Pride. If we’re so bent on control, we may think that we need to feel bad for a time so as to be worthy of forgiveness. This is junk, plain and simple. There is nothing that we can add to the cross of Christ to make ourselves more presentable to God. When he looks at a believer, he sees the righteousness of Christ.
We’ve listened to the whispers of our enemy. “You’re not worthy. How can you call yourself a child of God when you _______?”
But doesn’t the Holy Spirit convict us of sin?
Sure, but he doesn’t condemn.
So how do we tell the difference?
Conviction focuses on restoration. Condemnation focuses on sin. Conviction is folded within the message of God’s love and hope. Condemnation is folded within the message of hopelessness.
There was a time in my life when I needlessly felt guilty for any sin I felt has been directed toward another. I would continue to berate myself until I made a verbal confession. Only then would I let myself off the hook and experience the wonder of God’s peace. But such heaviness was only detrimental to hearing God’s voice. Too often I made a confession that was unnecessary. A minor infraction had been forgotten by the others involved. But my guilt drove me forward, and I couldn’t hear the gently whispers of God’s spirit. (p. 47)

We need to change our focus:

Focus on myself, and I’ll be tempted toward despair. My weakness, sin, and problems loom large as they become the center of my thoughts. Take anything small – say your thumb – and pull it close enough to your eyes, and it will eventually block out the vision of anything. In a position just in front of your face, your thumb can block out the Empire State Building.
You see, perspective is everything. What our souls need is the perspective of the gospel of grace.
Behold the glory of the Lord and be changed, “from one degree of glory to another.” Stare at yourself and I’ll be changed from one degree of discouragement to another. A sure recipe for a miserable day.
My point? Simply that we need to consciously direct our thoughts onto Christ and what he has done for us, settling for eternity the outcome of our salvation. With every thought of condemnation, we need to mentally shift gears onto the fact that we have been forgiven. If this is practiced over and over, we can construct a new path for our thoughts to follow. In time we will automatically use a condemning thought to prompt amazement at our own salvation (pp. 49-50)

Another way we domesticate Jesus is by hiding our sin. Dr. Kraus explains the biblical principle for how to handle sin:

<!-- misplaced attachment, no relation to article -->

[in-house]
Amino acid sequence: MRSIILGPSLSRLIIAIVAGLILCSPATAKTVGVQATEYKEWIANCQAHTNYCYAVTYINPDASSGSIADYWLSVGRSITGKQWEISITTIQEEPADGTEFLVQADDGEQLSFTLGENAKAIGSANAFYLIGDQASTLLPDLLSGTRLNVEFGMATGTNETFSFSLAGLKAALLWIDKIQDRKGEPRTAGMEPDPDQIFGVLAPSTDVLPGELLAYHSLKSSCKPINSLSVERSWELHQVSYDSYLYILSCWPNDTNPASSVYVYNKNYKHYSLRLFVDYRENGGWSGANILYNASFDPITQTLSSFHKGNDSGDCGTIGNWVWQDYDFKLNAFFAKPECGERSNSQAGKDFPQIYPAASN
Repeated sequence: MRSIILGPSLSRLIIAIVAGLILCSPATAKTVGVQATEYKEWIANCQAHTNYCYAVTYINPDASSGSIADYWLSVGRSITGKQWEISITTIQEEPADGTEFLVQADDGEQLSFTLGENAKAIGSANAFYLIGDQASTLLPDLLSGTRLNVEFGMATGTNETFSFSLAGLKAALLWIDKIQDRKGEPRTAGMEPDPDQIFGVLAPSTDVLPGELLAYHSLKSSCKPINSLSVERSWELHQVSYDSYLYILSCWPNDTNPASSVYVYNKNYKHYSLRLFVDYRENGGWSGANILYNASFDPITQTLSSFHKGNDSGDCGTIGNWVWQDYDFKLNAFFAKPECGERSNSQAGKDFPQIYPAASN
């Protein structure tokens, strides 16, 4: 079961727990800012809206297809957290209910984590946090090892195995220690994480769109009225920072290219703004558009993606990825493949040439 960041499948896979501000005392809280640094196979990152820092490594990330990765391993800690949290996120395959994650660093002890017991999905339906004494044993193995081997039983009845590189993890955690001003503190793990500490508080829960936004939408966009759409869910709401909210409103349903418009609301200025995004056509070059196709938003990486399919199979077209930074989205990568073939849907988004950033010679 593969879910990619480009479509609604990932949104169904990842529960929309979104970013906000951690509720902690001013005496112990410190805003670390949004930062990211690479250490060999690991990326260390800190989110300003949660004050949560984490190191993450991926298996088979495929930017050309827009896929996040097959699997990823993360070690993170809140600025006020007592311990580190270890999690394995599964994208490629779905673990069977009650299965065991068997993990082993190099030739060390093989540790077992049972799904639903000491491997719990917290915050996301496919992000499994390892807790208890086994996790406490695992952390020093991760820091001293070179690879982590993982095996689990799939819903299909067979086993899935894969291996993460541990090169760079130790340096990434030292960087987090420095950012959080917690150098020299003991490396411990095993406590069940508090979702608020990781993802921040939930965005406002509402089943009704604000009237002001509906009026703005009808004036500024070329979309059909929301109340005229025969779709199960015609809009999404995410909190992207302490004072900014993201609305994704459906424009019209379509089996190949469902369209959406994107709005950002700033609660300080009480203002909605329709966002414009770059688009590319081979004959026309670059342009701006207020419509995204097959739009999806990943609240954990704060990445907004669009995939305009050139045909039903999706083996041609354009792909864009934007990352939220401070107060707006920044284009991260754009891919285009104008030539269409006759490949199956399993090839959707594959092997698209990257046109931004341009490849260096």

So you blew it. Confess. Forsake. Don’t make it worse by covering it up or nursing yourself with condemnation. Get back on the horse. Get your eyes off the rulebook or you’ll end up falling again. Remember, it’s only by grace that we stand at all. When we realize we’re weak, Christ’s strength can shine.
As we learn to embrace these principles, we find ourselves dwelling more and more in a life saturated with grace; the knowledge that his life is given in spite of my weakness and sin. This is the life described by Paul in 2 Corinthians when he says that “the love of Christ controls us” (5:14). When our lives are dominated by the law, the rulebook is in constant focus, and we strive to improve ourselves. (This is tantamount to the raise-yourself-by-your-own-bootstraps philosophy.) From this position, when we fail, we easily find ourselves making excuses or falling headlong into self-pity and guilt. Conversely, if we have made grace our dwelling place, a fall from that position will not be the end! We only need to run to the grace promises that will usher us quickly back into grace saturation. (p. 134)

Being saturated in God’s grace is a great place to be!

Another way we domesticate Jesus is by our bitterness. Dr. Kraus implores us to forgive:

          Why should we forgive?
          I’ll give you a selfish reason.    
Because we are only hurting ourselves. While we coddle our bitter feelings, obsessing over past wrongs, our peace is destroyed, our sleep is robbed, and our health breaks down.
A benefit of a life lived in moment-by-moment trust is that wrong tends to go unnoticed, falling from us like the proverbial water from a duck’s back. (pp. 180-181)

Dr. Kraus includes a lot of Scripture verses to support his writings; they are very encouraging and uplifting!